Most efficient universities/Spending per student
Miami University $383.66
Florida State University $392.77
University of Alabama $423.02
Binghamton University $437.23
College of William and Mary (VA) $441.82
Brigham Young University—Provo (UT) $457.29
Indiana University—Bloomington $469
Clemson University (South Carolina) $486.02
University of Missouri $499.61
Clark University (MA) $502.24
Source: U.S. News and World Report
A recent report ranks Miami University as the nation’s “most efficient” university, saying it scores high on academic achievement while spending less than other universities to do so.
This is the third year U.S. News and World Report has compiled the ranking, and Miami has placed in the top three each year — rising from number three in 2012, to number two in 2013 to number one in 2014, said university spokeswoman Claire Wagner.
“We have been pushing for efficient use of our resources — people, items, cash — for years, but with an extra focus in 2008 when the economy was tough on all of us,” she said. “We’ve added sometimes small, sometimes large plans that staff submit on their own, and that adds up to savings as well.”
Earlier this month there was a Lean Fair at the Oxford campus. Lean is a continuous improvement program that encourages ideas to reduce costs and save energy.
One example of this was the Miami University Police Department changing its fingerprint program from a paper-based process to an electronic process, which saves resources and money, Wagner said.
“The ranking shows that the students are succeeding, and we’ve been able to do it at a lower cost than most schools,” she said.
In the most efficient ranking for national universities, Miami topped Florida State University in second place and the University of Alabama in third place. spending per student for each point in the U.S. News overall score. Miami spends $383.66 per student. The next-highest ranking Ohio college is Ohio University, which spends $545.13 per student, according to their report. The amounts represent the spending per student for each point in the overall U.S. News score.
In 2014, the U.S. Department of Education found that Miami was the most expensive four-year public college in the nation. The ranking of highest net prices includes not only tuition, but other costs such as books and room-and-board fees, minus grant and scholarship aid. Miami topped that list with a total cost of $24,674.
However, both Miami and U.S. News and World Report dispute that finding.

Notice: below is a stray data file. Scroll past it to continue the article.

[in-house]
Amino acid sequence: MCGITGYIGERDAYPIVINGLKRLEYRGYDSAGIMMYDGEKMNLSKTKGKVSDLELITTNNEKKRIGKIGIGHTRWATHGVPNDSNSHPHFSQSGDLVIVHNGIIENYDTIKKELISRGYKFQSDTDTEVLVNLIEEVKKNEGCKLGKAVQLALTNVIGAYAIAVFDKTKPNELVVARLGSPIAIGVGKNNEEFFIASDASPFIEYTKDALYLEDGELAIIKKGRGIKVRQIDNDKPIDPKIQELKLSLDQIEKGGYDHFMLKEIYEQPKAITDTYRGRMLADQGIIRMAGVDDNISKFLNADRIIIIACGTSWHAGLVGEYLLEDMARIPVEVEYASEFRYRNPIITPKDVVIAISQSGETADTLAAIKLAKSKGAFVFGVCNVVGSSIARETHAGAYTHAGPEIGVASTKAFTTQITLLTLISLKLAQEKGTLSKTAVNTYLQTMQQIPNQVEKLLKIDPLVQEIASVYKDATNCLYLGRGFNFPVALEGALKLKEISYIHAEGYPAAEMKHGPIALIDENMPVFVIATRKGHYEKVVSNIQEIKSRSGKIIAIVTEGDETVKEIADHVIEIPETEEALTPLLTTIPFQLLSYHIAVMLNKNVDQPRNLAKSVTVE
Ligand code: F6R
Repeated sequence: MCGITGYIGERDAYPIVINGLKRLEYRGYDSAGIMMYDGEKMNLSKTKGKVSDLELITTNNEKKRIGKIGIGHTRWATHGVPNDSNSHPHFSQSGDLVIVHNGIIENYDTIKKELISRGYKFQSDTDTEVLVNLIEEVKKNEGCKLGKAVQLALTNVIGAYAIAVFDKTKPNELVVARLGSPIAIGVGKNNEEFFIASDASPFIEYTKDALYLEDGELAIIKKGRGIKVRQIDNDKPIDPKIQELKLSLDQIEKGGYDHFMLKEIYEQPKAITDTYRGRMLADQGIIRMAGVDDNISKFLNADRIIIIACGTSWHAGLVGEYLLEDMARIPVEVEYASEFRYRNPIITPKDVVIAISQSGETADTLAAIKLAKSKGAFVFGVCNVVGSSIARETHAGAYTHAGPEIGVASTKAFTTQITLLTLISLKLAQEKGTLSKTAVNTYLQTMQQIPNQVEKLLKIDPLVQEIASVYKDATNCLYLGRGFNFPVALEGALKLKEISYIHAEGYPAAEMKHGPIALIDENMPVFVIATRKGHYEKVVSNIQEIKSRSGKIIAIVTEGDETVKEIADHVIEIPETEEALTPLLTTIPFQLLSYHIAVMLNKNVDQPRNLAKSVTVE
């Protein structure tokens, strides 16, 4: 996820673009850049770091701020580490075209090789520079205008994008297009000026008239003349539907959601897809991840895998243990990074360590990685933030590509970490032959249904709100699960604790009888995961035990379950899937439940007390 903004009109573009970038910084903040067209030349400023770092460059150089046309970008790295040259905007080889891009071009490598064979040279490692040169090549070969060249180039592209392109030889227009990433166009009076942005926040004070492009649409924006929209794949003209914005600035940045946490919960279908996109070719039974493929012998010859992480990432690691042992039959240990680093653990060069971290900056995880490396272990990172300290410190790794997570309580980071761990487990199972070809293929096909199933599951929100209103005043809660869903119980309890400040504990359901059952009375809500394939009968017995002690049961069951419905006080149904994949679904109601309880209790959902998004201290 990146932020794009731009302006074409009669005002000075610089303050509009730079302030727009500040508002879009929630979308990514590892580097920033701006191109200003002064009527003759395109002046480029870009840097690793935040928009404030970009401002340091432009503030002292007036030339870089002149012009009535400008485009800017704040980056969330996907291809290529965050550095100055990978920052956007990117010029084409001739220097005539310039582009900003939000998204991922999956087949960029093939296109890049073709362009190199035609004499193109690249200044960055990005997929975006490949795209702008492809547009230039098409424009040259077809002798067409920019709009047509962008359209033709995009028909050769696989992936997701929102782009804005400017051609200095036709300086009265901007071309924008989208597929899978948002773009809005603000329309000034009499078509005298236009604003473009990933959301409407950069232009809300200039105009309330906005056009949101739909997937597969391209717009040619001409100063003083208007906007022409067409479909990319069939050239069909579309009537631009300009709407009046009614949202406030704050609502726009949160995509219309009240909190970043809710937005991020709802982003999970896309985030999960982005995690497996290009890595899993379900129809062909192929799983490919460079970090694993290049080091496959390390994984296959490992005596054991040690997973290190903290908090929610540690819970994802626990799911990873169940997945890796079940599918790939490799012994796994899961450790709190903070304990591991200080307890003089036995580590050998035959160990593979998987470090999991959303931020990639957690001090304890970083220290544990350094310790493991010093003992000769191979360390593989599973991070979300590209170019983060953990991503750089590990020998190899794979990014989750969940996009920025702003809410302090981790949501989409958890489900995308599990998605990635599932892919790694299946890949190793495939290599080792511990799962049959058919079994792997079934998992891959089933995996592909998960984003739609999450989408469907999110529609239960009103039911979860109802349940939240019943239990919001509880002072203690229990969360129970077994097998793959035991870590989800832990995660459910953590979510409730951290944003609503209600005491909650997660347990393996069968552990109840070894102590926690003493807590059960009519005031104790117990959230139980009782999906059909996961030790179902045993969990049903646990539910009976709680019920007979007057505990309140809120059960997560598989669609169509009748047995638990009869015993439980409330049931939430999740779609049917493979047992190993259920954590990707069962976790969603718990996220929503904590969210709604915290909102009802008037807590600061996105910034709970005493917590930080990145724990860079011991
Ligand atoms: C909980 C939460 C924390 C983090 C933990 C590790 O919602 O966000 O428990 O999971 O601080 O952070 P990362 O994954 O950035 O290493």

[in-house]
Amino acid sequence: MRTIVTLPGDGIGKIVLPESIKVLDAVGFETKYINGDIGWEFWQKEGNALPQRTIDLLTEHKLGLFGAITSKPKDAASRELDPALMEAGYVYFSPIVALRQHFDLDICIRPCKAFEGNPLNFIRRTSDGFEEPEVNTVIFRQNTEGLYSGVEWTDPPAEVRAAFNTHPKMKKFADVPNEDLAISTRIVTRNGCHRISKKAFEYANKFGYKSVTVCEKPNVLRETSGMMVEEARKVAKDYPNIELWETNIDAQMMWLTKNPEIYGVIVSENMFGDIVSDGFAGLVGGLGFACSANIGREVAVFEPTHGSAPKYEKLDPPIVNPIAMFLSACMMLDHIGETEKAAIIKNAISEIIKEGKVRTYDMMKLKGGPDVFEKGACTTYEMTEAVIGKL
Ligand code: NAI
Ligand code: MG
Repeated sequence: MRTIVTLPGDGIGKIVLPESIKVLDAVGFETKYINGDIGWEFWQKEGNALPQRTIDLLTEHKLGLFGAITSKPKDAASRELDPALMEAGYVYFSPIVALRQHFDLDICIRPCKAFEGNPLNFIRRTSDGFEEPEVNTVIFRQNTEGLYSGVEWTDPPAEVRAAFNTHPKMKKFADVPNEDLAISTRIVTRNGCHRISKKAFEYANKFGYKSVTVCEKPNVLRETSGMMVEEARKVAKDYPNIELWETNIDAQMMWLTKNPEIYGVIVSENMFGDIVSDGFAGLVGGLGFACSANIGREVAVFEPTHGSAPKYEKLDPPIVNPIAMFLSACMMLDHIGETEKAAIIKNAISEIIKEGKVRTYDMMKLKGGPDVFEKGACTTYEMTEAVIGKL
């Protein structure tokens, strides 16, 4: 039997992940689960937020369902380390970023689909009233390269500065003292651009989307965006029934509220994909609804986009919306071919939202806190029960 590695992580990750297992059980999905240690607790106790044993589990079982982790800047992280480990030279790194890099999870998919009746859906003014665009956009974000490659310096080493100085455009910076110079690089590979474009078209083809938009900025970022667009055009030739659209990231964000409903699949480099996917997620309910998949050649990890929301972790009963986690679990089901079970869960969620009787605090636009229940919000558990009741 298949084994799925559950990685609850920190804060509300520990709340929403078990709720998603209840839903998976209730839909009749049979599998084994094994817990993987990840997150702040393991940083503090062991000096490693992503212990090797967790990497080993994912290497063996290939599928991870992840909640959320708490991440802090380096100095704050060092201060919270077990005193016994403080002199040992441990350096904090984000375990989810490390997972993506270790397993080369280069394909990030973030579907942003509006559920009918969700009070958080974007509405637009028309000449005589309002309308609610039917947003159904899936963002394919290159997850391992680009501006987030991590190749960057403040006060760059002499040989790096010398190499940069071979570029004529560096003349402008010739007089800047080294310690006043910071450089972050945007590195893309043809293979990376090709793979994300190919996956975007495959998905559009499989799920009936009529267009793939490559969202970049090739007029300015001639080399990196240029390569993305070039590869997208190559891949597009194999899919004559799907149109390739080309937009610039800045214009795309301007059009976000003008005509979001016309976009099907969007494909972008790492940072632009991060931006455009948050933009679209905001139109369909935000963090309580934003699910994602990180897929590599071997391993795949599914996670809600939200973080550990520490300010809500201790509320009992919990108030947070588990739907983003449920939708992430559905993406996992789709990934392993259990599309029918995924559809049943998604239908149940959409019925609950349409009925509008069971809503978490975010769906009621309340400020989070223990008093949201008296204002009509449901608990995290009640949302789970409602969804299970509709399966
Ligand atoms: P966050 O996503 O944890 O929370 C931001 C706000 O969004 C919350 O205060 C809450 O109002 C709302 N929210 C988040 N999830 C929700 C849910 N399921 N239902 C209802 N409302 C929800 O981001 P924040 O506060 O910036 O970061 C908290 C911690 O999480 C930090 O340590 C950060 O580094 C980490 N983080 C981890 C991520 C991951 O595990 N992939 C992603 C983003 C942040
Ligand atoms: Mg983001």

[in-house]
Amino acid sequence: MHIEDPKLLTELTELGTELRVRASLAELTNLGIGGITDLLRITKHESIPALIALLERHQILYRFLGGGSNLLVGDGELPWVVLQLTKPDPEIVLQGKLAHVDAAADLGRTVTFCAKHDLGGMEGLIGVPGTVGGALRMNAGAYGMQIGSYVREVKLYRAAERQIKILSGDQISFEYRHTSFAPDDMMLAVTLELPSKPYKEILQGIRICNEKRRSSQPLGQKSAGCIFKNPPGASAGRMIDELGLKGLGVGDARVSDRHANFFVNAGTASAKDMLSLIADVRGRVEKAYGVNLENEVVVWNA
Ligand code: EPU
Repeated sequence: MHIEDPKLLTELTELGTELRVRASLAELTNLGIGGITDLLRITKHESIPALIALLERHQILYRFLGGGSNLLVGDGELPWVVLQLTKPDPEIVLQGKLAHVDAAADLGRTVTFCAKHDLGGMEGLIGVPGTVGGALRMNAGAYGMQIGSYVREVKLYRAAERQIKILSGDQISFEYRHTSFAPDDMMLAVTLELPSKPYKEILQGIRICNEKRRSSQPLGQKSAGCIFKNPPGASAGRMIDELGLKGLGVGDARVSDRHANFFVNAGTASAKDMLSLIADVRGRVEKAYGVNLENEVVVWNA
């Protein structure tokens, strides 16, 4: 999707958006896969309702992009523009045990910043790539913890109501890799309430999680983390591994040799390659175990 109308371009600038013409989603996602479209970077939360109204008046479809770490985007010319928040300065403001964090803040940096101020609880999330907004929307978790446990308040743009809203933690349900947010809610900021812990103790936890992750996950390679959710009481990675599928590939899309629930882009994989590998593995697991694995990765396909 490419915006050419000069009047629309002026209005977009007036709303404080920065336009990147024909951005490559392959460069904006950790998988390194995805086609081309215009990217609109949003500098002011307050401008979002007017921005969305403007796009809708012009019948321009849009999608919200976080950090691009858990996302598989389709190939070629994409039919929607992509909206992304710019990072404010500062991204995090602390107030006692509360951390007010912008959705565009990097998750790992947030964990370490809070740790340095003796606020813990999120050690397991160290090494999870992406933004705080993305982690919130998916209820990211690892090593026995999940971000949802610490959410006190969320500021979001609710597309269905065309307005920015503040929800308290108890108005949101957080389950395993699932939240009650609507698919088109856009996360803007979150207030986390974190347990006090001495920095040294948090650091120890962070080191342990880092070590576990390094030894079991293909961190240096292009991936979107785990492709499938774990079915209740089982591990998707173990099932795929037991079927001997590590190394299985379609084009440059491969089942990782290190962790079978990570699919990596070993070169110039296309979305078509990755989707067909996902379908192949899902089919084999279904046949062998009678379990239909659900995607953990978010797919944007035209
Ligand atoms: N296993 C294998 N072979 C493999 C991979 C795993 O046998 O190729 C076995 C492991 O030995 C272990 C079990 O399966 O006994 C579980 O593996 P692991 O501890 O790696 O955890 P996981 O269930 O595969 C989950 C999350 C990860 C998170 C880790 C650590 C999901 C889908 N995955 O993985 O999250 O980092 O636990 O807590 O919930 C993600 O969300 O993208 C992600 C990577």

“It’s a matter of cost vs. value,” Wagner said. “Because state support for universities is low in Ohio, you’ll find several of Ohio’s public universities on the ‘most expensive’ list. The same goes for Pennsylvania.”
Declines in state funding is a major reason Miami costs more, she said.
On the same ODE list, Ohio State University ranked 9th, the University of Cincinnati was 16th, Kent State University was 19th and Ohio University was 22nd.
“But, our outcomes are so strong … that students are achieving exemplary educational experiences that prepare them for fulfilling career paths vs. other universities whose students need more time to graduate (thus costing more) or aren’t hired at the rates ours are,” she said.
The outcomes Wagner refers to are that the four-year and six-year graduation rates are “among the best in the nation for public universities” and that alumni are “getting accepted to medical and law school at rates far higher than the norm, and 91.1 percent of our graduates employed or in graduate school a year after graduating,” she said.
Robert Morse, the chief data strategist for U.S. News and World Report, says the $24,674 quoted by the federal agency “is not a real number in the sense that the individual student, on average, doesn’t pay that. That’s something called the net price. It’s an educational policy analyst’s concept … the out-of-state students are paying one price, the in-state students are paying another price, and the people that aren’t on financial aid are paying sticker price.”
Wagner and Morse said that colleges do not pay to be in the U.S. News and World report rankings, which are independent studies.
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